Training Imbalance The ICATEE organization is recommending a three-tiered approach to UPRT because there are advantages to each of the three mediums for training to provide a much more comprehensive and effective training program. For example, the in-aircraft training can provide the motion, g-cueing exposure and realistic startle elements that cannot currently be experienced in a fullflight simulator. "Practically all commercial pilot training is currently conducted in a level-D simulator," said Paul Comtois, a member of the ICATEE Training Committee and the director of Aircraft Upset Prevention and Recovery Training for ETC. "You simply cannot experience the elevated Gs or spatial disorientation or startle factors that you would elsewhere. That's why ICATEE is all about a combination of in-aircraft, academics and simulator training. A combination of elements is going to help train people better in loss of control because it incor-
porates all of those things that are going to make training programs successful." The problem with the current concentration on simulator-based training is that it puts the industry "out of balance" for effective loss of control training, Comtois explained. In the loss of control, the aircraft is at the edges of its performance envelope, which cannot be accurately replicated in a simulator. And unfortunately, neither pilots or simulation instructors fully understand the limitations of the simulator. "There is not a single methodology out there in which we can do all of this UPRT training, including the actual airplane, because it is simply too expensive and way too dangerous," Comtois said. "So we are forced to employ these three legs of the stool."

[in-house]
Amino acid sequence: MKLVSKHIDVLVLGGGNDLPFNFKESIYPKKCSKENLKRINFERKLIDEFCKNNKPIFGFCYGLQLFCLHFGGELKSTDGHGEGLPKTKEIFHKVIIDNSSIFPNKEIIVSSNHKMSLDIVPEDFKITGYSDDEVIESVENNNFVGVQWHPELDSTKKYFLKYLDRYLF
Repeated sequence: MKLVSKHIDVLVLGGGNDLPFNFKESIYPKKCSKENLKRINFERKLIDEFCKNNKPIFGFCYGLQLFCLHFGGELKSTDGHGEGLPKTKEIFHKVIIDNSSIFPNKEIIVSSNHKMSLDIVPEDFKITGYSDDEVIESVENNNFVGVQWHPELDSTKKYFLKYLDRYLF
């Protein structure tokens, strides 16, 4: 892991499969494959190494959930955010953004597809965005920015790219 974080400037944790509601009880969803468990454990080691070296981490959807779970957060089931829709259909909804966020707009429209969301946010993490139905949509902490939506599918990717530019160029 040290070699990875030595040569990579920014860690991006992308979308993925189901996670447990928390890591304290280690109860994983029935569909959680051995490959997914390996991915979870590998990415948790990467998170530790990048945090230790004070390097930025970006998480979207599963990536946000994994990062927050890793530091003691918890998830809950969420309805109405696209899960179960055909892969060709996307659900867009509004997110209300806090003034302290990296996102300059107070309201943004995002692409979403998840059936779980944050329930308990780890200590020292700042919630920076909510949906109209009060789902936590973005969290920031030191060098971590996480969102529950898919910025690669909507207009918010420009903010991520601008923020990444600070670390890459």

Standards for Instructors An equally vital element of the new ICATEE UPRT approach is the four sections of the new UPRT manual. While all are important, a particular emphasis is given to the Instructor section. "We see the biggest and most cost-effective improvements as being from instructors," said Randy Brooks,
room and simulator training for pilots, the RAeS-based organization recommends in the new manual.
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information together on the basic knowledge that pilots need to know in terms of avoiding upsets, it did not pertain to aircraft with less than 100 seats and focused primarily on swept-wing aerodynamics, Advani pointed out. The new manual will provide UPRT for all aircraft types and sizes, he said. The earlier document also was not ever officially recognized by the aviation industry and regulatory agencies, and may be too complex for quick reference. The goal with the new manual is to provide UPRT information in a "more digestible" form. Adoption of the ICATEE UPRT manual by ICAO will provide the means for establishing global UPRT standards and guidelines. The goal for the new document is to make information more readily accessible for users than before. To do so, the document is broken down into four sections; one for pilots, one for instructors, one for training providers and one for regulators. Reflecting the ICATEE philosophy for UPRT, the new document strongly points out that there is no one training medium in which all such training can be conducted. So the key to effective UPRT is a mix of in-aircraft, academic class-
Published on Aug 15, 2012